Criticism of judges  

Mr Agyebeng, who was speaking at his first major engagement with the media since taking office two years ago, bemoaned what he described as a trend of “dismissive” attitude from some judges towards the work of the OSP which was hampering the fight against corruption.

He said the OSP, in compliance with its mandate, regularly updated the public on its operations, cases in court, as well as its opinion on judicial decisions affecting its work.

“Indeed, I have had several calls from well-meaning lawyers admonishing me that they have heard talk that our friends who have been elevated to the Bench and presiding over cases in court do not take very kindly to criticism, especially of the public-calling-out variety, and that if the Office persists in the media releases, the judges will gang up against the

Office and throw out all our cases,” he said.

The Special Prosecutor said he personally did not believe judges “would ever adopt such a dystopian stance” as it would retard the fight against corruption.

However, he said recent judicial decisions relating to his outfit seemed to show a disturbing trend.

“There appears to be a developing trend of rather regressive and dismissive judicial decisions in respect of cases involving the OSP, with troubling consequences.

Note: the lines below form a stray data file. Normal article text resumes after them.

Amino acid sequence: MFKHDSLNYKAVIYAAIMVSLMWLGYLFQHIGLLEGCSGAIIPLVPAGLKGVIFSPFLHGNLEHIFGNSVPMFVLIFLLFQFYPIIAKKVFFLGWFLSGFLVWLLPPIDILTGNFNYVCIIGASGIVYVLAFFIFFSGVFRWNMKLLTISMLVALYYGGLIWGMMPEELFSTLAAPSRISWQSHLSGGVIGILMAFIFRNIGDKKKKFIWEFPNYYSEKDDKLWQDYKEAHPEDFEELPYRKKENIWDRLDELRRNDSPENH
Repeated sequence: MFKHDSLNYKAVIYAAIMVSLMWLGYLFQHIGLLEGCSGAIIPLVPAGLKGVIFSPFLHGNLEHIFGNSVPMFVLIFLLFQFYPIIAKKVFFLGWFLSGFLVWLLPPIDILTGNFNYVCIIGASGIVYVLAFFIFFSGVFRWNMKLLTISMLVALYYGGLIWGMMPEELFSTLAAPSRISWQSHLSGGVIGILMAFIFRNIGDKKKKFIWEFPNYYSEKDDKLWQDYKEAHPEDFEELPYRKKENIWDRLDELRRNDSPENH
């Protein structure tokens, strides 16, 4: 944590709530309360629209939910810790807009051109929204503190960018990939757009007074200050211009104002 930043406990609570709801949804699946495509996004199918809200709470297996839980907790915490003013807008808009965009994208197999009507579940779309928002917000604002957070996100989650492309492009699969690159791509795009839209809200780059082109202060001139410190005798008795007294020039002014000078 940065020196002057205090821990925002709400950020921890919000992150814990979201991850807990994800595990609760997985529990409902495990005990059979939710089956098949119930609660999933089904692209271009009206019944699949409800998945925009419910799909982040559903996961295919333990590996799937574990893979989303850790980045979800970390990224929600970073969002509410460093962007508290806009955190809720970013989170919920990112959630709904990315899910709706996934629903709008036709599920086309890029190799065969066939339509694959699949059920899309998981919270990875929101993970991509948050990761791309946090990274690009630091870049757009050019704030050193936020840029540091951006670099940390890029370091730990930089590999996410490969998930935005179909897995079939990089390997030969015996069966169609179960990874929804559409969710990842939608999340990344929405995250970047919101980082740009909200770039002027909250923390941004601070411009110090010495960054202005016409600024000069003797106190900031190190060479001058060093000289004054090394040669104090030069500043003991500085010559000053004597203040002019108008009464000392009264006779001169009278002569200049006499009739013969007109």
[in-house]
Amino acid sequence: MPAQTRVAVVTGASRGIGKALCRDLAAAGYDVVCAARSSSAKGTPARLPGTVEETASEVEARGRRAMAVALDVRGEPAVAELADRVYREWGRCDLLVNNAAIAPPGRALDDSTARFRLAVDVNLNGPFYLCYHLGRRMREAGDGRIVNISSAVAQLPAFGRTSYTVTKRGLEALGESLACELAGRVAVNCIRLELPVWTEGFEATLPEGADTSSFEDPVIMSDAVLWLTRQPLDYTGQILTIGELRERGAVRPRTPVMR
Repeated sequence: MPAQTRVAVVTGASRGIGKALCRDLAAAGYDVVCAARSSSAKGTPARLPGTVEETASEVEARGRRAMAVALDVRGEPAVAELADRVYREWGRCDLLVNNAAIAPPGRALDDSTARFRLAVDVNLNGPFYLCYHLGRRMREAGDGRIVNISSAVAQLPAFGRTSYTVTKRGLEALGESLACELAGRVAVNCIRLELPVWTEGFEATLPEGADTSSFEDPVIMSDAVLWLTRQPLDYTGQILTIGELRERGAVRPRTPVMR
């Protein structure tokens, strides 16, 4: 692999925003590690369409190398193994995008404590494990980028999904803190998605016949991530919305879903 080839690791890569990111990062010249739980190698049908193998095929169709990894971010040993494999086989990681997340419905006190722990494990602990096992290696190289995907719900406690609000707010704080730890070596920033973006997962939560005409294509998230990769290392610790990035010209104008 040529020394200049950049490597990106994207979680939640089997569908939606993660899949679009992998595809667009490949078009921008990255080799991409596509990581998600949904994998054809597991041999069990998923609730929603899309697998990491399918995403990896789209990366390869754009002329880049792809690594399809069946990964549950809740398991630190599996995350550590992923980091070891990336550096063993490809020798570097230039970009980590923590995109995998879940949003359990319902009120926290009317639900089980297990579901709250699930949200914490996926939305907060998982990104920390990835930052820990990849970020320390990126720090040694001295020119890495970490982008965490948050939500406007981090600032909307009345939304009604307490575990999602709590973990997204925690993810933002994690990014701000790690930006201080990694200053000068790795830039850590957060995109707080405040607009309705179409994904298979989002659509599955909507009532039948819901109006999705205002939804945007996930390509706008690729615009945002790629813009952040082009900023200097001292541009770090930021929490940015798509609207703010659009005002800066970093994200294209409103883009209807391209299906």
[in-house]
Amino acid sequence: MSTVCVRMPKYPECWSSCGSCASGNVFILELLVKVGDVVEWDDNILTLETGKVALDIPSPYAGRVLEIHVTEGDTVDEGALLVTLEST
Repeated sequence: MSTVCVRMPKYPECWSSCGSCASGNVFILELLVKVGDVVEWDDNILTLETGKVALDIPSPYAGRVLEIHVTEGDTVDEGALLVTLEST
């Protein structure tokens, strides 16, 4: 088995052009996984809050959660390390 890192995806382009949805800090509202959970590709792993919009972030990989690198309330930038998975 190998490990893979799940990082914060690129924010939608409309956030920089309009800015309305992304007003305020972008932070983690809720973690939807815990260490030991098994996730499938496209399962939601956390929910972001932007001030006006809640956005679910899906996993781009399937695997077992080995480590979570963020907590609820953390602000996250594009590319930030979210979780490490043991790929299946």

And it seems to us that a careful examination of these outcomes portends a disturbing spectre that the fight against corruption is being hampered to the disbenefit of us all,” he said. 

He based his assertions on court decisions in four cases.

Although the Special Prosecutor did not mention the cases, the facts he gave referred to cases involving a former Presidential Staffer - Charles Bissue; a former Minister of Sanitation, Cecilia Dapaah; a former Commissioner of the Customs Division of the Ghana Revenue Authority (GRA), Col. Kwadwo Damoah; and a former CEO of the Forestry Commission, the late Kojo Owusu Afriyie, aka Sir John.

Comments on cases

On Sir John’s case, the Special Prosecutor said the decision by the court not to grant the freezing order on the late CEO’s property because he had died and had no interest in the properties was unfortunate.